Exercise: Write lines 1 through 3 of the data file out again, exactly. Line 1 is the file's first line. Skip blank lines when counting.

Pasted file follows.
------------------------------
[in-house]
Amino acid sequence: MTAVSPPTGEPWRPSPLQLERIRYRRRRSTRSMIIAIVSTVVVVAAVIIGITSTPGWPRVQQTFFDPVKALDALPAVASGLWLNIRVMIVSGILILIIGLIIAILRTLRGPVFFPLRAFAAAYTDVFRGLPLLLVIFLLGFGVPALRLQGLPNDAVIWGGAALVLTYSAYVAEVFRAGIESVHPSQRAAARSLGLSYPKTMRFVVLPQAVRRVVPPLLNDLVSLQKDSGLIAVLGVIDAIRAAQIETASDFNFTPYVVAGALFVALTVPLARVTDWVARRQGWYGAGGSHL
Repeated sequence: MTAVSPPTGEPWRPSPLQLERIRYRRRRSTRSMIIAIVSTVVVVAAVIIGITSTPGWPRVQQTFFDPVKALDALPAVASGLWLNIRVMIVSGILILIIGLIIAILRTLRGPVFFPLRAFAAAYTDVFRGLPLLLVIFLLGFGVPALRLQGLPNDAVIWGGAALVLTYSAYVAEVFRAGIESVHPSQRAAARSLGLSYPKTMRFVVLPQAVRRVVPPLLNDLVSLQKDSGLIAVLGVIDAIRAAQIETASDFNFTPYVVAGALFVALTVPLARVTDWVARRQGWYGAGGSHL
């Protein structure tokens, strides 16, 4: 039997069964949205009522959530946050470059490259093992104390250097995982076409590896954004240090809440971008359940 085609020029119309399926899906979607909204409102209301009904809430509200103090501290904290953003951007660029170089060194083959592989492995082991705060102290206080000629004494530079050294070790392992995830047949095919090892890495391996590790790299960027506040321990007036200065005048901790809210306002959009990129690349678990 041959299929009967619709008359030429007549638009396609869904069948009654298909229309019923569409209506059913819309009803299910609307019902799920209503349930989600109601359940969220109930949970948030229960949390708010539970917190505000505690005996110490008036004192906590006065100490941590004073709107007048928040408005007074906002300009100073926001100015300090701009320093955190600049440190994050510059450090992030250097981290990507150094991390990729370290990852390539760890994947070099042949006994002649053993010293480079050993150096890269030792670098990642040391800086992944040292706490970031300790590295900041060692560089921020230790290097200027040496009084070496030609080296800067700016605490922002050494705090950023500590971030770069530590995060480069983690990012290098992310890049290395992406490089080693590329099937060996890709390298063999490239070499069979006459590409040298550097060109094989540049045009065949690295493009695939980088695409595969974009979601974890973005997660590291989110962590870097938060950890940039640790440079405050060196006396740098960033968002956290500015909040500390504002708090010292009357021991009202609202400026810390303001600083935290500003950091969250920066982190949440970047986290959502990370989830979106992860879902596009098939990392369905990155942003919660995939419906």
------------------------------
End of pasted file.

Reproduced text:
[in-house]
Amino acid sequence: MTAVSPPTGEPWRPSPLQLERIRYRRRRSTRSMIIAIVSTVVVVAAVIIGITSTPGWPRVQQTFFDPVKALDALPAVASGLWLNIRVMIVSGILILIIGLIIAILRTLRGPVFFPLRAFAAAYTDVFRGLPLLLVIFLLGFGVPALRLQGLPNDAVIWGGAALVLTYSAYVAEVFRAGIESVHPSQRAAARSLGLSYPKTMRFVVLPQAVRRVVPPLLNDLVSLQKDSGLIAVLGVIDAIRAAQIETASDFNFTPYVVAGALFVALTVPLARVTDWVARRQGWYGAGGSHL
Repeated sequence: MTAVSPPTGEPWRPSPLQLERIRYRRRRSTRSMIIAIVSTVVVVAAVIIGITSTPGWPRVQQTFFDPVKALDALPAVASGLWLNIRVMIVSGILILIIGLIIAILRTLRGPVFFPLRAFAAAYTDVFRGLPLLLVIFLLGFGVPALRLQGLPNDAVIWGGAALVLTYSAYVAEVFRAGIESVHPSQRAAARSLGLSYPKTMRFVVLPQAVRRVVPPLLNDLVSLQKDSGLIAVLGVIDAIRAAQIETASDFNFTPYVVAGALFVALTVPLARVTDWVARRQGWYGAGGSHL